This Article is Sponsored by Henry Tran and Mike Detjen at SixPackAbs.com
I want to show you how to do one of the most impressive physical feats a guy can do, and that’s the human flag.
The human flag pose has long alluded many because we simply don’t practice moving our body in this position often, and why would we need to? Well… we don’t necessarily. But if you want to be the most impressive guy in the room… it’s a good start.
Improving your Strength-to-Weight Ratio
One thing that makes the human flag difficult is having excess body fat, which equates to useless weight that won’t help you hold yourself up. If you can reduce the amount of body weight you’re carrying (especially in the mid-torso and below), you make the human flag a bit easier.
The other way to improve your strength-to-weight ratio is improving your strength, of course — and as promised, I’m going to show you the best exercises to do this — specifically for the human flag.
But first, let’s talk anatomy. The human flag is a major test of your strength in the frontal plane (see image below). The primary frontal plane movements are abduction and adduction. To give you a better example, exercises that fall into this category are lateral shoulder raises, standing leg abduction, side planking, and jumping jacks (oh, and the human flag of course.)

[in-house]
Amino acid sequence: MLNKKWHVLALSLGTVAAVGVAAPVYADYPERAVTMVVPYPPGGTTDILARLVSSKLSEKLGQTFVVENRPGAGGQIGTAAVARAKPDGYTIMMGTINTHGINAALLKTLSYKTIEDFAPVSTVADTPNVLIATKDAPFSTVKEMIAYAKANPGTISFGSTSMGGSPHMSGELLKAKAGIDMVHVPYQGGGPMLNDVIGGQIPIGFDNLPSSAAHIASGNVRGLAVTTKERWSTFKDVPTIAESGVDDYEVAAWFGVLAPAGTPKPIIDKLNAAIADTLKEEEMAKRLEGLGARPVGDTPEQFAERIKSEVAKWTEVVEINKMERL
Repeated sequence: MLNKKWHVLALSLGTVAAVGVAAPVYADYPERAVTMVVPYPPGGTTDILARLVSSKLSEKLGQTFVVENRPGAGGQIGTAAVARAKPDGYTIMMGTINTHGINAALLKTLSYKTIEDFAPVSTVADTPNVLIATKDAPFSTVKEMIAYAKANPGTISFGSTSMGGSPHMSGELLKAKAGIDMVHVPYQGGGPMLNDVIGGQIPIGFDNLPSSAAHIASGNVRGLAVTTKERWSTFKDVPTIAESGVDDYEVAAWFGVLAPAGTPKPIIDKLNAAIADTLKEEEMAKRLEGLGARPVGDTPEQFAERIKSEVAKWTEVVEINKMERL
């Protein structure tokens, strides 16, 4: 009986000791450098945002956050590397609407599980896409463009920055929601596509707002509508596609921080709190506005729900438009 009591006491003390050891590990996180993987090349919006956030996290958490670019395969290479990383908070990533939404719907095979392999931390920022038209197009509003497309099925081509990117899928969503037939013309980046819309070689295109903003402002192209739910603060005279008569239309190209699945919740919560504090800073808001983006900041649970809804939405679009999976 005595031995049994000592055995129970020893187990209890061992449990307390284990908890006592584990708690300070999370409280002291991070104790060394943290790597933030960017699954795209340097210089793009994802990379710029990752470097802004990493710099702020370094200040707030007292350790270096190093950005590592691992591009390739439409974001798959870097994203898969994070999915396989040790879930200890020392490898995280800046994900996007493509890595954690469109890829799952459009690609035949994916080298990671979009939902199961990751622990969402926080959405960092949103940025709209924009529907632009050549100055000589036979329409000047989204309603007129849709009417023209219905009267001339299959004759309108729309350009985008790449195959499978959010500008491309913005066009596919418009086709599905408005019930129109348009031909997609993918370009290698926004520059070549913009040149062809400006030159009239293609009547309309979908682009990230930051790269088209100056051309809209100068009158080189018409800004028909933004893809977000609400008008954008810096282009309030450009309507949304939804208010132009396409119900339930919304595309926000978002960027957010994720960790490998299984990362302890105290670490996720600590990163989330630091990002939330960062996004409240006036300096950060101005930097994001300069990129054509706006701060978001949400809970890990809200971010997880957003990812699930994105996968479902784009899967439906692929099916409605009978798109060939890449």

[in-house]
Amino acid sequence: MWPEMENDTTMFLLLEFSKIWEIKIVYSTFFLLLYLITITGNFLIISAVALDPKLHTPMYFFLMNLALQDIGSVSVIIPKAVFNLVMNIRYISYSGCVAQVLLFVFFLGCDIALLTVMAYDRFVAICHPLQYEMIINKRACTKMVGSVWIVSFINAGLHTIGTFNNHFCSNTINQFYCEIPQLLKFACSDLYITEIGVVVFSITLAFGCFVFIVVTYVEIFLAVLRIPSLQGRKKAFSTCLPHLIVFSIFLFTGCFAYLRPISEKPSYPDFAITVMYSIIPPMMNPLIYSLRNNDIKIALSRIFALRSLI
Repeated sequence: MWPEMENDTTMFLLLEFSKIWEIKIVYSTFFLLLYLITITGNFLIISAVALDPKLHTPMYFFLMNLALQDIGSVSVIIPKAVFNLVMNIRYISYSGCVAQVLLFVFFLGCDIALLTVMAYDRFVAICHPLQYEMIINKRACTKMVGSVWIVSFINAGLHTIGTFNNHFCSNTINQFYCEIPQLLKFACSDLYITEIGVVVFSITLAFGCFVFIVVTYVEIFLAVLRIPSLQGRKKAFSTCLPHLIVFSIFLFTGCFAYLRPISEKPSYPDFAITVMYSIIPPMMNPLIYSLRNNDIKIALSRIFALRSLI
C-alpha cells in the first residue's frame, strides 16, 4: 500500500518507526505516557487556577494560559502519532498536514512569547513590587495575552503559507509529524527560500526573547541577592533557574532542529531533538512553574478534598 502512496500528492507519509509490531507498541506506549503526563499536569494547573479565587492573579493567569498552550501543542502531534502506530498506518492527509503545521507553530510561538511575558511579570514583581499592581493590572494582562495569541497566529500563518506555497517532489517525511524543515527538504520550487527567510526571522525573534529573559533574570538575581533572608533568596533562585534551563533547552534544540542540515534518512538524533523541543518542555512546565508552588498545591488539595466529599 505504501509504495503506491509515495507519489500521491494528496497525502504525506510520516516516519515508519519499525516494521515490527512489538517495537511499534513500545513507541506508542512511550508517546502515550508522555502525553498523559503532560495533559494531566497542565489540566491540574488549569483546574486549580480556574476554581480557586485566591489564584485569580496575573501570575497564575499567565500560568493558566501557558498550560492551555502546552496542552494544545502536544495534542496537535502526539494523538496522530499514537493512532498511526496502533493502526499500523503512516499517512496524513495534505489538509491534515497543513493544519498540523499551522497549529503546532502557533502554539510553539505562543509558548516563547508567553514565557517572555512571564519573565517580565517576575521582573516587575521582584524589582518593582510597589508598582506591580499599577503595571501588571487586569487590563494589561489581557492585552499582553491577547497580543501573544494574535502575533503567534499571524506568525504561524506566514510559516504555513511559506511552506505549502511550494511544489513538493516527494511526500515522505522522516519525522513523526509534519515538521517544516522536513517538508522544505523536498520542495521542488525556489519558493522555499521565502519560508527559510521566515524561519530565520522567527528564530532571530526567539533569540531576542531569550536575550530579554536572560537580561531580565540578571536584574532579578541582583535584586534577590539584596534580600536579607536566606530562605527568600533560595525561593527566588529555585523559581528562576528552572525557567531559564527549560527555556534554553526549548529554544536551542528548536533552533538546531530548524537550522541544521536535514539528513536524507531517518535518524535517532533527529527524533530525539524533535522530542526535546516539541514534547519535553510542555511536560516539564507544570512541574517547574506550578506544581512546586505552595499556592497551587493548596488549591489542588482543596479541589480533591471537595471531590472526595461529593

For comparison, our most powerful movements like squatting, lunging, pushing, and pulling things away from or toward your body happen in the sagittal plane… which explains why those muscles tend to be a bit bigger (like your glutes, quads, pecs, and back).
“Form Follows Function”
Maybe you’ve heard the saying “form follows function,” and that applies here too — we have developed a form (our musculature) that follows the functions we perform most often… Like the ones in the sagittal plane I mentioned earlier: walking, squatting, pushing, and pulling away from and toward the body. This is why the muscles that mostly function in the frontal plane aren’t naturally very big — because we haven’t evolved to do much moving in that plane.
And this is also why it’s so tough to do the human flag. Humans haven’t evolved to have ridiculously strong obliques, lats, and shoulders. We can train ourselves to, but we certainly don’t leave the womb that way.
Anyway, enough about why it’s so difficult – because regardless of that, I’m going to make sure you have the resources to your human flag. The training is relatively simple — we will mimic the movements as closely as possible.
To raise your own human flag, start incorporating these exercises into your routine:
Shoulder Training for the Human Flag
You may find that a lot of people you see doing a human flag have been gymnasts in the past. Coincidence? Definitely not. They spend a lot of time learning how to produce strong forces from their shoulders to master handstands and handsprings, PLUS they develop the stabilizer muscles to hold these handstands, and those help tremendously in the human flag, too.
Handstand Push-Ups & Variations
Handstand Pike PushUp: If you’re not quite comfortable being completely upside down, you can bring yourself to an L position by propping your feet up on a box or surface as if you were doing decline push-ups. Walk your hands forward so that your hips are above your shoulders and start the push-ups from there!